Welcome to the UCLA Semel Healthy Campus Initiative Center Accessibility Toolkit!
What is the toolkit?
The toolkit is a series of documents and resources to help event planners create events and activities at UCLA that are welcoming to those with physical disabilities and accessibility concerns. Although universally accessible events are an unattainable ideal, for now, the Accessibility Toolkit will help optimize accessibility for your event.
Why was this toolkit created?
As of the 2016-2017 school year, there were 3,257 UCLA graduate and undergraduate students that identified having a disability and registered with the UCLA Center for Accessible Education (CAE). Of this total, 951 identified as having physical impairments of different types. UCLA’s total student population of approximately 45,000 students. This puts the physically disabled population at a mere 2.1% of the total UCLA population. As a result, resources and activities for this demographic are severely limited and often overlooked. This can cause disabled students to feel isolated and ostracized. Usually inaccessibility of an event or activity is not caused intentionally and is often a surprise to those coordinating an event. Accessibility issues frequently seem overwhelming since many persons aren’t familiar with what adaptations and accommodations are necessary to optimize a disabled person’s experience and the spectrum of physical disability is extremely diverse.
Read through the first 5 tabs (from left to right) for helpful tips and introductions to the content. These will cover an introduction, the most common obstacle, accessibility vs. accommodations, an overview of duties for the accessibility coordinator, recommended steps on how to use the toolkit, and a planning checklist. Next, The Organization & Documents tab will lead you to the bulk of the content including the: Brief Guides (Do’s and Don’ts), Possible Problems and Suggested Solutions, and Technical Information Documents. The Planning Checklist tab provides a great starting guide to help you plan an accessibilityc-conscious event. The Resources tab lists many UCLA and community resources that may prove useful during the event planning process.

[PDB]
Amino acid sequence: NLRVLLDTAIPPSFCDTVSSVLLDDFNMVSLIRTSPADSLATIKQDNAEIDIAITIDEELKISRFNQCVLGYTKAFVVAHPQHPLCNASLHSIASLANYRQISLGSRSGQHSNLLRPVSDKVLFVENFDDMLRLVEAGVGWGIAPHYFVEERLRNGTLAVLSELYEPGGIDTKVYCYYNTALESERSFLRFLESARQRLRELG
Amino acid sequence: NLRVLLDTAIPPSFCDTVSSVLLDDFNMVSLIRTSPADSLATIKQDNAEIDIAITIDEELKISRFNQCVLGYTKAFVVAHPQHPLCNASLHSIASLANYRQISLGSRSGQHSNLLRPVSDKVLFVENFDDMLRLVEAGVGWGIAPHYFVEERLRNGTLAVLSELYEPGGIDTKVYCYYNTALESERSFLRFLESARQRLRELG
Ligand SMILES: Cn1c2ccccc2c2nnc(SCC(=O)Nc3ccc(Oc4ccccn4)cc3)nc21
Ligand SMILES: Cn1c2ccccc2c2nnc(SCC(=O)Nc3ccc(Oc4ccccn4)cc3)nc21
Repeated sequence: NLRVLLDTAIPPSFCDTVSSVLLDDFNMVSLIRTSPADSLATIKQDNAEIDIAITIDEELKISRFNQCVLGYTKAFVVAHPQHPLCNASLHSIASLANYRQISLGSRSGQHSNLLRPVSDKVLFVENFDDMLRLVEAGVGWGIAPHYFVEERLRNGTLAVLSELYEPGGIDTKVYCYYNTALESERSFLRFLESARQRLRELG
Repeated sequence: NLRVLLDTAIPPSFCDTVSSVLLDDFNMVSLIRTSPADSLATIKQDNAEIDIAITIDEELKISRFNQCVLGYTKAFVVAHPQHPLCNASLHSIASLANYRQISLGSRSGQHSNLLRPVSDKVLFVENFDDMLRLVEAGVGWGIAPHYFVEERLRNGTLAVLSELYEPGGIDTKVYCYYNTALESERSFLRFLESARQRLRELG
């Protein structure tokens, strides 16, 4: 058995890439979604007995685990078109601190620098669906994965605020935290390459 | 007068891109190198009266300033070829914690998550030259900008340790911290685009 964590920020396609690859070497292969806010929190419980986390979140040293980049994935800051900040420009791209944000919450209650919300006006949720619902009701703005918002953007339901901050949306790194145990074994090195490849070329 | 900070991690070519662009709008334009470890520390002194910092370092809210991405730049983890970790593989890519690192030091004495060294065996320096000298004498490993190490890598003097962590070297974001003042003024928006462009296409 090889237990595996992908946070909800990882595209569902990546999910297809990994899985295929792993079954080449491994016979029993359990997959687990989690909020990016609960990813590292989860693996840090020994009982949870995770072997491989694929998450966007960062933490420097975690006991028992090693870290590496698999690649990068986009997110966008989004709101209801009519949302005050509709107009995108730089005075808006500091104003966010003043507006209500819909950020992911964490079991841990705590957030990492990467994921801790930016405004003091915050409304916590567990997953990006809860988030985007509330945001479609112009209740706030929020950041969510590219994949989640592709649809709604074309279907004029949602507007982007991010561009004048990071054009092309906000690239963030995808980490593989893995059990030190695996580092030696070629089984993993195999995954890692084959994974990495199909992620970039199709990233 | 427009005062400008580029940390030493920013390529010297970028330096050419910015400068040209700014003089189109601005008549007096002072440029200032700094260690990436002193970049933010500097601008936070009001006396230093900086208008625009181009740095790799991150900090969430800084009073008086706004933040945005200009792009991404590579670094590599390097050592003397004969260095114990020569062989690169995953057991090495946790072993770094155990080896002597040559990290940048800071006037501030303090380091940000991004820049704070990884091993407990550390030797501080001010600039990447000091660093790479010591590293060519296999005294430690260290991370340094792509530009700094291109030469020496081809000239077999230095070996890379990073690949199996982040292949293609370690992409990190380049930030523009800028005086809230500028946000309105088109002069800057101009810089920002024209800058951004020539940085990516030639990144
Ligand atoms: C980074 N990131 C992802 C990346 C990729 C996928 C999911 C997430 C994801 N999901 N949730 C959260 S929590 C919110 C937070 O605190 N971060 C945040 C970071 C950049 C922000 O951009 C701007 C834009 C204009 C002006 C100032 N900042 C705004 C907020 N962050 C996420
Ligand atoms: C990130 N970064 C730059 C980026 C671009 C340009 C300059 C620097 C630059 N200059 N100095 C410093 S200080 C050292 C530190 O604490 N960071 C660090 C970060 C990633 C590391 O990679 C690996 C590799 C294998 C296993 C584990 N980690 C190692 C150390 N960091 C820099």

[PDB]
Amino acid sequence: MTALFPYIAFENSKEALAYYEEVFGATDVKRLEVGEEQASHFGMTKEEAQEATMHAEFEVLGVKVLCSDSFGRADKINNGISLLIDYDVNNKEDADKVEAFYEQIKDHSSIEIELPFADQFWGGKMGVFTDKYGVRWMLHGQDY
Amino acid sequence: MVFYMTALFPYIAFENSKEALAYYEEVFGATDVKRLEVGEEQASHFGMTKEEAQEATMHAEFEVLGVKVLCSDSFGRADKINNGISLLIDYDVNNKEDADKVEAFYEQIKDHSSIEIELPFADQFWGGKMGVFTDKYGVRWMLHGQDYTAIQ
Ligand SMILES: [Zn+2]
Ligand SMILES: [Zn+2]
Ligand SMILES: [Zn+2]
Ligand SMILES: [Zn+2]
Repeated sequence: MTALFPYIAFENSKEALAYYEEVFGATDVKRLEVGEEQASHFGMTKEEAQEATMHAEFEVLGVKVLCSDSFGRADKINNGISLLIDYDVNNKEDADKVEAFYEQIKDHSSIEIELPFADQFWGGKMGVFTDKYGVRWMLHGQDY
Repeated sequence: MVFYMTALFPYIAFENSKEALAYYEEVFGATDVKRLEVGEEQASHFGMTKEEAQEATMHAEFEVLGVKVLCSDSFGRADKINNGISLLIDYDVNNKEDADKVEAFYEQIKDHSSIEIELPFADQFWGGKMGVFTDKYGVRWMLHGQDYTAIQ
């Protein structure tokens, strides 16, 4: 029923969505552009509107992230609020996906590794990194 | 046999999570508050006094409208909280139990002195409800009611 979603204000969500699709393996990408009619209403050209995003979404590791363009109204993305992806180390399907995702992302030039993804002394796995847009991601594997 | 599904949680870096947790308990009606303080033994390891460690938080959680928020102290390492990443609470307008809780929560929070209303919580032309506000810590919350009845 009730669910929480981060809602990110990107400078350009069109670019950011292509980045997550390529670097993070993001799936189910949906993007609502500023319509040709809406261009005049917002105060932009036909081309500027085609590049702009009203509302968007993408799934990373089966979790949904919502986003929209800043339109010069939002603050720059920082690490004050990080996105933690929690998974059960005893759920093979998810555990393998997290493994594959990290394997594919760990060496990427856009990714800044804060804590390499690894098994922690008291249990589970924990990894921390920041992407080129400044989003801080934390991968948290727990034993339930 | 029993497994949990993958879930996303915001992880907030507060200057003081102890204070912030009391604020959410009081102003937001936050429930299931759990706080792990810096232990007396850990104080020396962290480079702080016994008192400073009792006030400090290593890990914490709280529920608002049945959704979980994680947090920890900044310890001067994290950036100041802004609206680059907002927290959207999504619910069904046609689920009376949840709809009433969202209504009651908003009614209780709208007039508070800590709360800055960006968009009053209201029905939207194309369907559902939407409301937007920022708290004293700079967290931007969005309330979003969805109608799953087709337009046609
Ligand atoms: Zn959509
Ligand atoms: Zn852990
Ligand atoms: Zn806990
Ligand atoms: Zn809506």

From the Author
This toolkit was a project of love and determination. I am a disabled UCLA alum who wanted to take all of my experiences as a student and use it constructively to help the UCLA community. This project was a collective effort with many supportive students, staff and faculty. The concept of disability and the demographic is very complex and spans a wide variety of needs and experiences. I do not claim to be all-knowing about this topic and put in huge efforts to try and represent the demographic as honestly and thoroughly as possible. I am aware that my knowledge, even with extensive research, will never cover everything that should be said in this toolkit, and encourage all who have ideas and additions to the toolkit’s content to reach out. This toolkit is and should be a living document to ensure everyone’s voices and needs are heard, respected and appreciated.
BEFORE YOU START
Accessibility vs. Accommodation
Essentially, accommodations and accessibility requirements are two different
concepts and need to be considered separately.
The considerations for accessibility are proactive, not to be confused with the mandate to
provide legal accommodations as outlined in Section 504. Section 504 includes provisions for
individuals with disabilities to participate in programs and services with the use of auxiliary
aids, where necessary. These aids are commonly referred to as accommodations.
An accommodation is…
- Provided based on specific needs of a student with a documented disability
- Determined by an accommodations specialist on a case-by-case basis
- Provided for students whose needs require great intervention, such as American Sign
Language (ASL) interpreters or real-time captioning during class lecture
- For circumstances that are difficult to anticipate and prepare for
- The responsibility of all who plan events or create or publish digital content in order to
ensure the event or content is accessible to all participants
- Provided for all students, with no expectation of an explanation of need
- Expected for disabilities that are easily anticipated
Definitions provided by the CAE